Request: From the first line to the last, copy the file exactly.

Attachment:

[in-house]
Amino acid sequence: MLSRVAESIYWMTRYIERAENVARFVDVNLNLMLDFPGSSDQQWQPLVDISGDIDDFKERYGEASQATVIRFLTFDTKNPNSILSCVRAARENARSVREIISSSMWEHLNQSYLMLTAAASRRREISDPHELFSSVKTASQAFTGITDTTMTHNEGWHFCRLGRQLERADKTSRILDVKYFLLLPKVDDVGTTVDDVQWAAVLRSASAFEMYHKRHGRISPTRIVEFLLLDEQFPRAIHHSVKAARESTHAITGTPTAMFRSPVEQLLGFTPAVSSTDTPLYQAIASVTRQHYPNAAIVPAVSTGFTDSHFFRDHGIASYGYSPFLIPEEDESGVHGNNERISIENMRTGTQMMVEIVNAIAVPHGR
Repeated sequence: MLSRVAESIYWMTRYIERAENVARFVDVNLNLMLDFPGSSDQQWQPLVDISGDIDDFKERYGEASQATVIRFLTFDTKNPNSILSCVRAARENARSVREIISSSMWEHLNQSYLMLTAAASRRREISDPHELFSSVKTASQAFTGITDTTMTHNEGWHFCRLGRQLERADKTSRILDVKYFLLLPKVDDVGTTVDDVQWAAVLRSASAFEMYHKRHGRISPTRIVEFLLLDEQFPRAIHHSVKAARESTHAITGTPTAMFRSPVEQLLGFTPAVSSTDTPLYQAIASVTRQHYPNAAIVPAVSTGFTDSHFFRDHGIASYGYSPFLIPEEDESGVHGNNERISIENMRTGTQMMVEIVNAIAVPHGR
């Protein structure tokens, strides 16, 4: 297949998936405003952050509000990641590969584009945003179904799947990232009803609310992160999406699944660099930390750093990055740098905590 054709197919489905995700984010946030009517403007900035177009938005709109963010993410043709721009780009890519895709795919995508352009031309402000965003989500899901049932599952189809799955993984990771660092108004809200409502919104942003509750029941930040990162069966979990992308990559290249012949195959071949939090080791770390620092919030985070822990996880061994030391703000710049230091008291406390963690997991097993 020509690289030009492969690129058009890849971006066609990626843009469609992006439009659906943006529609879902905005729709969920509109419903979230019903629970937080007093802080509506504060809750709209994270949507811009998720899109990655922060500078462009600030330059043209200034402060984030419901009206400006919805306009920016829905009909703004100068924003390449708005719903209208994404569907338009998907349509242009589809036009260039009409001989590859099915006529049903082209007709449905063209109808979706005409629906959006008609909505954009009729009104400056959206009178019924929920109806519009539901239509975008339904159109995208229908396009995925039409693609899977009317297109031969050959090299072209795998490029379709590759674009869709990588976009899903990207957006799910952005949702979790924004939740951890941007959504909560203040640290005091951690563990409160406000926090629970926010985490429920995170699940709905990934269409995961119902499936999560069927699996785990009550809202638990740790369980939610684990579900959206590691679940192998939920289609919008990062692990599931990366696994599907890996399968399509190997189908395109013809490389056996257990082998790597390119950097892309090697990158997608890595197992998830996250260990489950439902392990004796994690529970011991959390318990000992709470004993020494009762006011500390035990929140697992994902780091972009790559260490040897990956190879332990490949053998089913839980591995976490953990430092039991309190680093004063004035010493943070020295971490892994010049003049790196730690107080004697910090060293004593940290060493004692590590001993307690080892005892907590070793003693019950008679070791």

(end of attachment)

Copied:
[in-house]
Amino acid sequence: MLSRVAESIYWMTRYIERAENVARFVDVNLNLMLDFPGSSDQQWQPLVDISGDIDDFKERYGEASQATVIRFLTFDTKNPNSILSCVRAARENARSVREIISSSMWEHLNQSYLMLTAAASRRREISDPHELFSSVKTASQAFTGITDTTMTHNEGWHFCRLGRQLERADKTSRILDVKYFLLLPKVDDVGTTVDDVQWAAVLRSASAFEMYHKRHGRISPTRIVEFLLLDEQFPRAIHHSVKAARESTHAITGTPTAMFRSPVEQLLGFTPAVSSTDTPLYQAIASVTRQHYPNAAIVPAVSTGFTDSHFFRDHGIASYGYSPFLIPEEDESGVHGNNERISIENMRTGTQMMVEIVNAIAVPHGR
Repeated sequence: MLSRVAESIYWMTRYIERAENVARFVDVNLNLMLDFPGSSDQQWQPLVDISGDIDDFKERYGEASQATVIRFLTFDTKNPNSILSCVRAARENARSVREIISSSMWEHLNQSYLMLTAAASRRREISDPHELFSSVKTASQAFTGITDTTMTHNEGWHFCRLGRQLERADKTSRILDVKYFLLLPKVDDVGTTVDDVQWAAVLRSASAFEMYHKRHGRISPTRIVEFLLLDEQFPRAIHHSVKAARESTHAITGTPTAMFRSPVEQLLGFTPAVSSTDTPLYQAIASVTRQHYPNAAIVPAVSTGFTDSHFFRDHGIASYGYSPFLIPEEDESGVHGNNERISIENMRTGTQMMVEIVNAIAVPHGR
């Protein structure tokens, strides 16, 4: 297949998936405003952050509000990641590969584009945003179904799947990232009803609310992160999406699944660099930390750093990055740098905590 054709197919489905995700984010946030009517403007900035177009938005709109963010993410043709721009780009890519895709795919995508352009031309402000965003989500899901049932599952189809799955993984990771660092108004809200409502919104942003509750029941930040990162069966979990992308990559290249012949195959071949939090080791770390620092919030985070822990996880061994030391703000710049230091008291406390963690997991097993 020509690289030009492969690129058009890849971006066609990626843009469609992006439009659906943006529609879902905005729709969920509109419903979230019903629970937080007093802080509506504060809750709209994270949507811009998720899109990655922060500078462009600030330059043209200034402060984030419901009206400006919805306009920016829905009909703004100068924003390449708005719903209208994404569907338009998907349509242009589809036009260039009409001989590859099915006529049903082209007709449905063209109808979706005409629906959006008609909505954009009729009104400056959206009178019924929920109806519009539901239509975008339904159109995208229908396009995925039409693609899977009317297109031969050959090299072209795998490029379709590759674009869709990588976009899903990207957006799910952005949702979790924004939740951890941007959504909560203040640290005091951690563990409160406000926090629970926010985490429920995170699940709905990934269409995961119902499936999560069927699996785990009550809202638990740790369980939610684990579900959206590691679940192998939920289609919008990062692990599931990366696994599907890996399968399509190997189908395109013809490389056996257990082998790597390119950097892309090697990158997608890595197992998830996250260990489950439902392990004796994690529970011991959390318990000992709470004993020494009762006011500390035990929140697992994902780091972009790559260490040897990956190879332990490949053998089913839980591995976490953990430092039991309190680093004063004035010493943070020295971490892994010049003049790196730690107080004697910090060293004593940290060493004692590590001993307690080892005892907590070793003693019950008679070791």